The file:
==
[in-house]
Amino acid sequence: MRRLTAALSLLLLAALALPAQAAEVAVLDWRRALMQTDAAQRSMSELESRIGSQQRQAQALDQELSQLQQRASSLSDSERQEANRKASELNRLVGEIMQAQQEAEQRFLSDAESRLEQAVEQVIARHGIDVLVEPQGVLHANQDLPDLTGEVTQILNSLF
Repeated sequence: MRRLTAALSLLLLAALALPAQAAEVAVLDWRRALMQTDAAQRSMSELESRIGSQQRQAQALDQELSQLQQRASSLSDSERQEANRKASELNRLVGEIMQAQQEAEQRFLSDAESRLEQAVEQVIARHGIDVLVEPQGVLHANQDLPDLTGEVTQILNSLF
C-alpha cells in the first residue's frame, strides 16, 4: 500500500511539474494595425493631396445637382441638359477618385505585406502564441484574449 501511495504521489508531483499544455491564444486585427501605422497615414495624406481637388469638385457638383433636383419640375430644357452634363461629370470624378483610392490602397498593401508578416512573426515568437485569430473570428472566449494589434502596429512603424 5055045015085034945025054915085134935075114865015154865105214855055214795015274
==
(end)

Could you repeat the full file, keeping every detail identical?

[in-house]
Amino acid sequence: MRRLTAALSLLLLAALALPAQAAEVAVLDWRRALMQTDAAQRSMSELESRIGSQQRQAQALDQELSQLQQRASSLSDSERQEANRKASELNRLVGEIMQAQQEAEQRFLSDAESRLEQAVEQVIARHGIDVLVEPQGVLHANQDLPDLTGEVTQILNSLF
Repeated sequence: MRRLTAALSLLLLAALALPAQAAEVAVLDWRRALMQTDAAQRSMSELESRIGSQQRQAQALDQELSQLQQRASSLSDSERQEANRKASELNRLVGEIMQAQQEAEQRFLSDAESRLEQAVEQVIARHGIDVLVEPQGVLHANQDLPDLTGEVTQILNSLF
C-alpha cells in the first residue's frame, strides 16, 4: 500500500511539474494595425493631396445637382441638359477618385505585406502564441484574449 501511495504521489508531483499544455491564444486585427501605422497615414495624406481637388469638385457638383433636383419640375430644357452634363461629370470624378483610392490602397498593401508578416512573426515568437485569430473570428472566449494589434502596429512603424 5055045015085034945025054915085134935075114865015154865105214855055214795015274